Of late, Zombies have become a popular subject for film and television shows. The shows feature the gruesome former humans, stumbling mindlessly around with no apparent goal in mind, infecting all they come across, in brilliant sci-fi dramas. But to the Camponotus leonardi, a species of carpenter ant in Thailand, zombification is hardly science fiction at all. TheOphiocordyceps unilateralis, a fungus that inhabits these ants’ rainforest homes, has the ability to infect these ants, taking over their bodies and creating what has been dubbed, the Zombie Ant.
For the O. unilateralis fungus to thrive, it must live in an environment which adheres strictly to certain conditions; correct humidity, temperature, light, and location to the ground. But the fungus by itself is immobile. It possesses no sort of limbs with which to drive itself to its ideal location to live and produce spores, the underside of leaves just feet off the forest floor. Therefore, the fungus must enlist the help of some mobile creature to transport it, whether voluntary, or not. The unlucky escort of the fungus is the Camponotus leonardi, the Thai carpenter ant.
The Carpenter ants live high in the canopy of Thailand’s rainforests, well above the low ideal breeding places of O. unilateralis. But on occasion, the ants must venture down on top of the canopy in search of food. During their excursion out of the canopy, usually to the forest floor, some ants come into contact with, and become infected by the O. unilateralis fungus. For a short while, the ants are seemingly unaffected by the parasite, but it soon begins to grow inside their heads. The fungus grows inside the skull of its victim. It grows around the brain, taking control, and releasing chemicals which affect the behavior of the ant. The Carpenter ants usually follow each other in neat trails, dictated by a pheromone trail left by the leading ants, but the infected ants are unable to follow in a straight line. They stagger around as if intoxicated. Most often, as is the goal of the fungus, the ant will stagger completely off its leaf and plummet to the foliage far below. Down there is where the fungus will thrive.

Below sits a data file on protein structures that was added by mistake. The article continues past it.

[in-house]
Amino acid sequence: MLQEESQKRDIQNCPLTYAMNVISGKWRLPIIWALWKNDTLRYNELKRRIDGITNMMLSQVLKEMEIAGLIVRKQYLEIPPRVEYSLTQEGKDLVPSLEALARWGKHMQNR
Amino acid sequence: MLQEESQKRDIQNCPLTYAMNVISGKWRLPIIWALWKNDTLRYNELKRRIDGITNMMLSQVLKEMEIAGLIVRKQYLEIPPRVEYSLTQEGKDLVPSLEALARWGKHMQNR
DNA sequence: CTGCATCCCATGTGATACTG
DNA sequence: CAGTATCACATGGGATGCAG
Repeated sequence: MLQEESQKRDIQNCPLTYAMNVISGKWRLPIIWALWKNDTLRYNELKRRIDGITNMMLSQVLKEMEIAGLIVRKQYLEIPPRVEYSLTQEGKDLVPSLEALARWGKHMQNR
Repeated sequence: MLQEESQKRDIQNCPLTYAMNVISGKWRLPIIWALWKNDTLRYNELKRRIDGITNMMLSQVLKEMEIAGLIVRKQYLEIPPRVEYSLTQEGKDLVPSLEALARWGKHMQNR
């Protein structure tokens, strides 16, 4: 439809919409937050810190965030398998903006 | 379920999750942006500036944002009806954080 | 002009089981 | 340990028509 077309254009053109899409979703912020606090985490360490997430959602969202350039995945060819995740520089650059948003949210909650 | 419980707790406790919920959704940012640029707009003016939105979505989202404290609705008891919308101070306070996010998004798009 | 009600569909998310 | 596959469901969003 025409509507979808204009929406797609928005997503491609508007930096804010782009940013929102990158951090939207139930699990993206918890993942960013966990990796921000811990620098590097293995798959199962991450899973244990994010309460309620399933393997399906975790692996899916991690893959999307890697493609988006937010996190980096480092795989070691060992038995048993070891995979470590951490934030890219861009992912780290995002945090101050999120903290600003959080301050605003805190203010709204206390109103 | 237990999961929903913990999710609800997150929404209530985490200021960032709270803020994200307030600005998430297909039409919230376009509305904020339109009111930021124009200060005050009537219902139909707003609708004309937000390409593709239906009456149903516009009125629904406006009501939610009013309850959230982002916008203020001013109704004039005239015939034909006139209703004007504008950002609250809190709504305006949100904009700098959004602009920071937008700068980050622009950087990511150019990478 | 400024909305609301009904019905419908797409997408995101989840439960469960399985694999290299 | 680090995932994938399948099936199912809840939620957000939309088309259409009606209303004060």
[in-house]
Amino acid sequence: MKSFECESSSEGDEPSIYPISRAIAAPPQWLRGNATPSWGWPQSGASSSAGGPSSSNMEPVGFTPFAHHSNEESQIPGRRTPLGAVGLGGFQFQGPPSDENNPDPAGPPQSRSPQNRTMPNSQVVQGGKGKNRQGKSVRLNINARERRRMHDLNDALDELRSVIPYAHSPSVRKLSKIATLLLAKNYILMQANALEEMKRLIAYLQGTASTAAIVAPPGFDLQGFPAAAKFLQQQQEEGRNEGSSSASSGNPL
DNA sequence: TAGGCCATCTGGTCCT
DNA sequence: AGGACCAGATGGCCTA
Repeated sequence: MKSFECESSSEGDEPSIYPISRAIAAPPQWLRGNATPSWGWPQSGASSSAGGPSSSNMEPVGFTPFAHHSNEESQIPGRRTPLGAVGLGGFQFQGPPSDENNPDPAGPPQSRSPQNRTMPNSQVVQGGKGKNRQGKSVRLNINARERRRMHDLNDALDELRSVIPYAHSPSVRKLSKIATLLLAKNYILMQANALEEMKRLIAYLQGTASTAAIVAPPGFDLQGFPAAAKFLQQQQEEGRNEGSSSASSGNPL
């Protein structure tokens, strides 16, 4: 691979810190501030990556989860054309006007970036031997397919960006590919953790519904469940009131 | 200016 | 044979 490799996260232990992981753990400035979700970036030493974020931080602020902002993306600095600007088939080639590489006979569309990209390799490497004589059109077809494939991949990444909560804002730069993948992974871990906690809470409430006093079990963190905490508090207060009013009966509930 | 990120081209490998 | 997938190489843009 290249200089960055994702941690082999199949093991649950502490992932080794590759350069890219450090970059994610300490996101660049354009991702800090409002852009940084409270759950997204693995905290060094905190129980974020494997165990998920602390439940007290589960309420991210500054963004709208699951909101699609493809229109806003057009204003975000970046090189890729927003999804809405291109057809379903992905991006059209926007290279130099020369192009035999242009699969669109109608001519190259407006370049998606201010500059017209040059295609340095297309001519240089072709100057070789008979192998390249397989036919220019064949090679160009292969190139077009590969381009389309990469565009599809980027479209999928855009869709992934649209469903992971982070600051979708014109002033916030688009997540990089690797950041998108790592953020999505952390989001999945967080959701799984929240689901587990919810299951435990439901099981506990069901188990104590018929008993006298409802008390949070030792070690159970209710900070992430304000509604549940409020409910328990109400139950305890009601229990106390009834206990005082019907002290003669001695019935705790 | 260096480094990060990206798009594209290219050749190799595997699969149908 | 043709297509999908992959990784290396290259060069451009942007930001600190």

Down in the lower foliage, the fungus in the ant’s head is actually able to dictate the specific height of the leaves it wants the ant to go to. The ant obligingly crawls to the leaf which will soon become its grave. When the fungus has completely taken over the ant, it commands it crawl around to the underside of the leaf, and bite into the main vein of the plant. The fungus causes the ant to squeeze its mandibles tight and locks them, preventing the ant from letting go and falling from the leaf. The fungus then proceeds to drain its host of all the calcium in its body, inducing a condition not so different from rigor mortis. The ant dies.
Here, on the underside of a leaf, a short distance off the forest floor is where the fungus will grow. At exactly high noon, the fungus sprouts out of the ant’s head. It grows until nightfall, at which time it releases its spores. The spores fall to the ground, ready to infect a new batch of ants.
With a process containing so many variables, one wonders how long it will take before the fungus will beging to mutate. Could it evolve enough to begin infecting higher life forms? Is it really possible that one day human brains could be taken over by this horrifying parasite?